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Rejection of the Renal Allograft in the Absence of Demonstrable Antibody and Complement.
Transplantation. 2017 02; 101(2):395-401.T

Abstract

BACKGROUND

Recent literature has stressed the prominent role of antibodies in graft loss. This study was designed to assess a growing perception that T cell-mediated rejection (TCMR) is no longer clinically relevant.

METHODS

Five hundred forty-five renal allograft recipients over a 3-year period were screened for biopsies with: (a) TCMR including borderline change (BL), (b) negative complement protein C4 degradation fragment, and (c) absence of donor-specific antibody at time of transplant, within 30 days of the biopsy, and up to 4 measurements at later time points.

RESULTS

These stringent requirements identified 28 "pure" cases of late TCMR/BL. Low-grade glomerulitis, peritubular capillaritis, or chronic transplant glomerulopathy were found in 9/28 (32%) biopsies. Serum creatinine showed complete short-term remission in 7/10 (70%) BL and 9/18 (50%) TCMR patients 1 month postbiopsy. Yet, both treated and untreated patients demonstrated further decline in graft function as assessed by serum creatinine and estimated glomerular filtration rate.

CONCLUSIONS

Late TCMR seen in 7.9% of biopsies can contribute to significant deterioration of graft function in patients in whom the dominant contribution of antibody-mediated injury has been reasonably excluded. Our data also reinforce existing literature showing that microvascular lesions do not have absolute specificity for a diagnosis of antibody-mediated rejection.

Authors+Show Affiliations

1 Department of General Surgery, Beijing Friendship Hospital, Capital Medical University, Beijing, China. 2 Department of Organ Transplantation, The First Affiliated Hospital, Sun Yat-sen University, Guangzhou, China. 3 Department of Pathology, The Thomas E Starzl Transplantation Institute, University of Pittsburgh, School Of Medicine, Pittsburgh, PA.No affiliation info availableNo affiliation info availableNo affiliation info availableNo affiliation info availableNo affiliation info available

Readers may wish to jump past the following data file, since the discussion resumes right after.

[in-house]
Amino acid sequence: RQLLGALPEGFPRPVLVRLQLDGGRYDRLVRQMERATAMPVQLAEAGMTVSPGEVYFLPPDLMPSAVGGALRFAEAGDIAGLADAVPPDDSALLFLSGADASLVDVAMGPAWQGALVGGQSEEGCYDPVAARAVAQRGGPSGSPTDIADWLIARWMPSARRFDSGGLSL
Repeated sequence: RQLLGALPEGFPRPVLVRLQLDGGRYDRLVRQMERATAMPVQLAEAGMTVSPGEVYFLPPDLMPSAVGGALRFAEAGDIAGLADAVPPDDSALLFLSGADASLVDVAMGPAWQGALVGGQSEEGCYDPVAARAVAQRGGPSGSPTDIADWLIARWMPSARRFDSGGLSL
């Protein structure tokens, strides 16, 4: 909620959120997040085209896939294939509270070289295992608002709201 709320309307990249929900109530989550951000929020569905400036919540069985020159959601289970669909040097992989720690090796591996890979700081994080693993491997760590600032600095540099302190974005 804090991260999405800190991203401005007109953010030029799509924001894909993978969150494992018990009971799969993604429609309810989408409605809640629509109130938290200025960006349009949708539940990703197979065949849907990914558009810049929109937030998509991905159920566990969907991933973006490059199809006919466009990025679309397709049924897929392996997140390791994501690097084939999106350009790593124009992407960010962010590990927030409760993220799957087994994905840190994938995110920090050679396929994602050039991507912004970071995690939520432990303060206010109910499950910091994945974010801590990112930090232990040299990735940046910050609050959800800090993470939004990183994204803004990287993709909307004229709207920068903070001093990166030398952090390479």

Pub Type(s)

Journal Article
Research Support, Non-U.S. Gov't

Language

eng

PubMed ID

26901079

Citation

Zhao, Xiaomu, et al. "Rejection of the Renal Allograft in the Absence of Demonstrable Antibody and Complement." Transplantation, vol. 101, no. 2, 2017, pp. 395-401.
Zhao X, Huang G, Randhawa S, et al. Rejection of the Renal Allograft in the Absence of Demonstrable Antibody and Complement. Transplantation. 2017;101(2):395-401.
Zhao, X., Huang, G., Randhawa, S., Zeng, G., Lunz, J., & Randhawa, P. (2017). Rejection of the Renal Allograft in the Absence of Demonstrable Antibody and Complement. Transplantation, 101(2), 395-401. https://doi.org/10.1097/TP.0000000000001118
Zhao X, et al. Rejection of the Renal Allograft in the Absence of Demonstrable Antibody and Complement. Transplantation. 2017;101(2):395-401. PubMed PMID: 26901079.
* Article titles in AMA citation format should be in sentence-case
TY - JOUR T1 - Rejection of the Renal Allograft in the Absence of Demonstrable Antibody and Complement. AU - Zhao,Xiaomu, AU - Huang,Gang, AU - Randhawa,Simrath, AU - Zeng,Gang, AU - Lunz,John, AU - Randhawa,Parmjeet, PY - 2016/2/24/pubmed PY - 2017/5/30/medline PY - 2016/2/23/entrez SP - 395 EP - 401 JF - Transplantation JO - Transplantation VL - 101 IS - 2 N2 - BACKGROUND: Recent literature has stressed the prominent role of antibodies in graft loss. This study was designed to assess a growing perception that T cell-mediated rejection (TCMR) is no longer clinically relevant. METHODS: Five hundred forty-five renal allograft recipients over a 3-year period were screened for biopsies with: (a) TCMR including borderline change (BL), (b) negative complement protein C4 degradation fragment, and (c) absence of donor-specific antibody at time of transplant, within 30 days of the biopsy, and up to 4 measurements at later time points. RESULTS: These stringent requirements identified 28 "pure" cases of late TCMR/BL. Low-grade glomerulitis, peritubular capillaritis, or chronic transplant glomerulopathy were found in 9/28 (32%) biopsies. Serum creatinine showed complete short-term remission in 7/10 (70%) BL and 9/18 (50%) TCMR patients 1 month postbiopsy. Yet, both treated and untreated patients demonstrated further decline in graft function as assessed by serum creatinine and estimated glomerular filtration rate. CONCLUSIONS: Late TCMR seen in 7.9% of biopsies can contribute to significant deterioration of graft function in patients in whom the dominant contribution of antibody-mediated injury has been reasonably excluded. Our data also reinforce existing literature showing that microvascular lesions do not have absolute specificity for a diagnosis of antibody-mediated rejection. SN - 1534-6080 UR - https://www.unboundmedicine.com/medline/citation/26901079/Rejection_of_the_Renal_Allograft_in_the_Absence_of_Demonstrable_Antibody_and_Complement_ L2 - http://dx.doi.org/10.1097/TP.0000000000001118 DB - PRIME DP - Unbound Medicine ER -